Canadian Charter of Rights and Freedoms
Under the Canadian Charter of Rights and Freedoms, every individual is guaranteed certain rights and liberties that cannot be violated by employees or representatives of the government, whether national or provincial. The police, for example, must read you your rights, including your right to speak to a lawyer and above all your right to silence.
Of course, the police are bound to encourage a suspect to talk, despite a clear declaration that you wish to remain silent. This is their job. They have a right to keep asking questions — and you have the right to silence. So, beyond telling them your name, address and date of birth, say absolutely nothing, no matter how badgered you feel.
They cannot use your silence against you — but they can use anything you say against you. And often they will "hear" what you say in a different way from what you intend. So always remember the magic word: silence!
Ironically, while your legal right to silence is protected, so is your freedom of speech, freedom of expression and freedom of association. The ideas, religious and secular beliefs, and opinions of an individual are all protected, and should be tested in the free marketplace of ideas — not in the criminal courts. Freedoms, liberties and legal rights are often tested in the criminal system, which is the essential reason an experienced Vancouver criminal defence lawyer's assistance is necessary.
The law firm of G.N.A. Botting, Barrister, based in Greater Vancouver, serves clients throughout British Columbia, representing those who have been charged with criminal offences through every step, including bail, preliminary inquiry, trial and appeals at every level.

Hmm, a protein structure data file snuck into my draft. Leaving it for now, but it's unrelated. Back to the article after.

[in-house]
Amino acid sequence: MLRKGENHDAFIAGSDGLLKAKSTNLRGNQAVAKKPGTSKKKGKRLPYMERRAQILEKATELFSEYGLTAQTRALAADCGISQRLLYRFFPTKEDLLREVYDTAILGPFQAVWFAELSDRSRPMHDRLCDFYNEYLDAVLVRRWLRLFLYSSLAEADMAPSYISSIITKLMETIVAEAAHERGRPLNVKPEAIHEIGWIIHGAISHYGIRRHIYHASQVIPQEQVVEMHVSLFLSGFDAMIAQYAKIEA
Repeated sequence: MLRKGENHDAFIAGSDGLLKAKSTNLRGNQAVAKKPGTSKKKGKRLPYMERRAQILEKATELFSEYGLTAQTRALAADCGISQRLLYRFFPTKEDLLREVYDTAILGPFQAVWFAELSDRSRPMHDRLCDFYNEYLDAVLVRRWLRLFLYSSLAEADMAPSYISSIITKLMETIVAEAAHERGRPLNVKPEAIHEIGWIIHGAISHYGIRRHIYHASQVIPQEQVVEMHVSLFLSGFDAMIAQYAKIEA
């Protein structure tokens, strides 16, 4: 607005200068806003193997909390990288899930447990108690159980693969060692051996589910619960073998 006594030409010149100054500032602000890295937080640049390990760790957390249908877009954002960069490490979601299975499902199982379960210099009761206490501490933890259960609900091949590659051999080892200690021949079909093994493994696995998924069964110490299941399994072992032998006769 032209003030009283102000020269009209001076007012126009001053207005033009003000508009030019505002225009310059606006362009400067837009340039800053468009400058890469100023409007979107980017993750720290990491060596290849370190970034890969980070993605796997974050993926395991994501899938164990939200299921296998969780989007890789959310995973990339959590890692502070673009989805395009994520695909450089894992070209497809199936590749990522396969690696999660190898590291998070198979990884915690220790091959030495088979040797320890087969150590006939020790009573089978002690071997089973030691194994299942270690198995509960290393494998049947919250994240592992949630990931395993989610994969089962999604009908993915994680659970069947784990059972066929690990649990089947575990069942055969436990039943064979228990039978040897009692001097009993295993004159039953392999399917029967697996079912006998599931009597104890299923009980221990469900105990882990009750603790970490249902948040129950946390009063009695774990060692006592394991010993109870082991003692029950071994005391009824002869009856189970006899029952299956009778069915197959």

The federal government’s plan to introduce legislation limiting how long prison inmates can remain in solitary confinement is welcome news to those who have been subject to…Read more
Gary Botting Looking Out for Your Rights and Freedoms
Individuals in Canada have the right to life, liberty and security of person, among other freedoms, including:
- Freedom of religion
- Freedom of conscience
- Freedom of thought, belief, opinion and expression
- Freedom of peaceful assembly and association
Besides the most important right to silence, persons charged with a criminal offence are also entitled to other legal rights. For example, an individual facing the possibility of a criminal charge is protected from unreasonable search and seizure. When charged with an offence, an individual has the right to be tried within a reasonable time and has the right not to be compelled to be a witness against himself. (But only if he keeps silent!) An individual also has the right to remain in Canada and not to be extradited arbitrarily to another state. (Learn more this on the Extradition page.)
Every person charged with an offence is presumed innocent until proven guilty, whether you are facing allegations of bigamy, polygamy, defamatory libel, advocating genocide, public incitement of hatred or an act you see as a religious freedom rights violation. An experienced lawyer can help protect individual rights. Retaining representation as early as possible can make an important difference in someone's case.
Dr. Gary Botting is a firm proponent of the rights and freedoms of an individual and in protecting the rights of those who have been charged with criminal offences. He is committed to protecting the rights of his clients. Among his 30 published books are several titles that deal with rights and freedoms, including Wrongful Conviction in Canadian Law (LexisNexis, 2010), Fundamental Freedoms and Jehovah's Witnesses (University of Calgary Press), Chief Smallboy: In Pursuit of Freedom (Fifth House), and five editions of Canadian Extradition Law Practice (LexisNexis, 2015).
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The B.C. Supreme Court has stayed charges of attempted murder, aggravated assault and robbery against a client of British Columbia criminal lawyer Gary Botting on day three of a…Read more